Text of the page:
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Both the voltmeter and the 2430A. There's not much garbage on it but I did hang another cap on it and it made no difference.
Here is a shot of both sides of R873 on the 2430A. At power off, both traces are together. The top one is the at the junction of R873, R876, Q879 E. The lower one is on the C494 side. This was caught just when the sweep was turned to 100ns/div. I quickly hit Save when it happened. http://www.hamradio.fun/pix/R873.jpg
On 09/01/2020 08:55 PM, Siggi wrote:
On Tue, Sep 1, 2020 at 8:15 PM Vince Vielhaber <vev@...> wrote:
Ok, Q879 collector is solid. When things go sour, it stays. The base
voltage is moving, as is the emitter. So it's being told to compensate
for the change. However, under normal conditions, the collector voltage
is lower by a few hundred mv than the schematic calls for while the base
and emitter are within a few mv.
How are you measuring the collector voltage?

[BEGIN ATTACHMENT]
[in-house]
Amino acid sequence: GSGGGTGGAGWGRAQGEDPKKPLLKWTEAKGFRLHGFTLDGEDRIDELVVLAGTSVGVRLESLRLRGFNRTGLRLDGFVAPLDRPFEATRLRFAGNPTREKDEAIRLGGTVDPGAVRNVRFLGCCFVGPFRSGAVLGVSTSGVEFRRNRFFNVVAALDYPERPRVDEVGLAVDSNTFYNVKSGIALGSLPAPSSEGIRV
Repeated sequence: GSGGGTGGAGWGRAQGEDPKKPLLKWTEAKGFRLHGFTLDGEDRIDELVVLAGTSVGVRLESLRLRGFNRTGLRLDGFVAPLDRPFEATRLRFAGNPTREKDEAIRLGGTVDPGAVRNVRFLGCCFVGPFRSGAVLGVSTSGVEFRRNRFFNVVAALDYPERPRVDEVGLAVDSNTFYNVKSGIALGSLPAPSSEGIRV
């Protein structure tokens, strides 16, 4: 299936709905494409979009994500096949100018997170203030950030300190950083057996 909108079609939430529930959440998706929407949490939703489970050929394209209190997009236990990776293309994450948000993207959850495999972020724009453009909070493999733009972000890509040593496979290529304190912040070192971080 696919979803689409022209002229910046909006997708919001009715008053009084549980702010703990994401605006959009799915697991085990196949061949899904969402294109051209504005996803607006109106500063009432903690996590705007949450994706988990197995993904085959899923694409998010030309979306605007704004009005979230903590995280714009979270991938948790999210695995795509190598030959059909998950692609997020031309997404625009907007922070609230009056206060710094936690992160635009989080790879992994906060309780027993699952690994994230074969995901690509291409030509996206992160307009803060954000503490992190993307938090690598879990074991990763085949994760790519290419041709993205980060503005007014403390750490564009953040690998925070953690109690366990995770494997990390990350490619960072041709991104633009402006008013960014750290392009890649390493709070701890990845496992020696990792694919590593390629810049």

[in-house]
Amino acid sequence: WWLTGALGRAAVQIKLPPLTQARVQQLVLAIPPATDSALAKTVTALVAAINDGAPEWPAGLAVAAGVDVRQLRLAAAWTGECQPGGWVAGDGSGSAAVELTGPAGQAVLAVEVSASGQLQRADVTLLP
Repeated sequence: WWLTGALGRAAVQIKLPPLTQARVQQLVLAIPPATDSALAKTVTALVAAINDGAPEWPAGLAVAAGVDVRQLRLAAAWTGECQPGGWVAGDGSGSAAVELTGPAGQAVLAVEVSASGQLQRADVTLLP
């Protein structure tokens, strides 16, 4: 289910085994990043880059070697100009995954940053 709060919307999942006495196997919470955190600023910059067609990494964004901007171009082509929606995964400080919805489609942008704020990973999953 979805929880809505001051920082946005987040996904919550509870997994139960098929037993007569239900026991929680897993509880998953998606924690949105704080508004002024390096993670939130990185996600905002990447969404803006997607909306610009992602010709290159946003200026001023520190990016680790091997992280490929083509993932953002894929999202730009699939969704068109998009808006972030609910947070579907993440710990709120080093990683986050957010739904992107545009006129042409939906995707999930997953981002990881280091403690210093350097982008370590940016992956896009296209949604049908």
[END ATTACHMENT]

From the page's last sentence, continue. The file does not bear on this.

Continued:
The switching frequency is ~25kHz, and it's going to be ugly as heck if the
capacitor is out, so the instrument you're using to measure this and its
bandwidth are quite important. The average or RMS voltage there just isn't
super important :).
What happens if you tack on extra capacitance from Q879 collector to
ground? You probably want a capacitor that's fairly low ESR, the ripple
current is going to be something wicked if the average current is 3A (see
Under normal conditions there's aThat looks sane according to the voltages annotated on the schematic.
300mv drop across the shunt.
That's a 3A nominal load, though.
U870A/B are the current/voltage controls, respectively, or-ed together
through the diodes. You can tell which one is in control by the voltage out
of pin 1/7.
Going to take a closer look at Q879's feed.Have fun!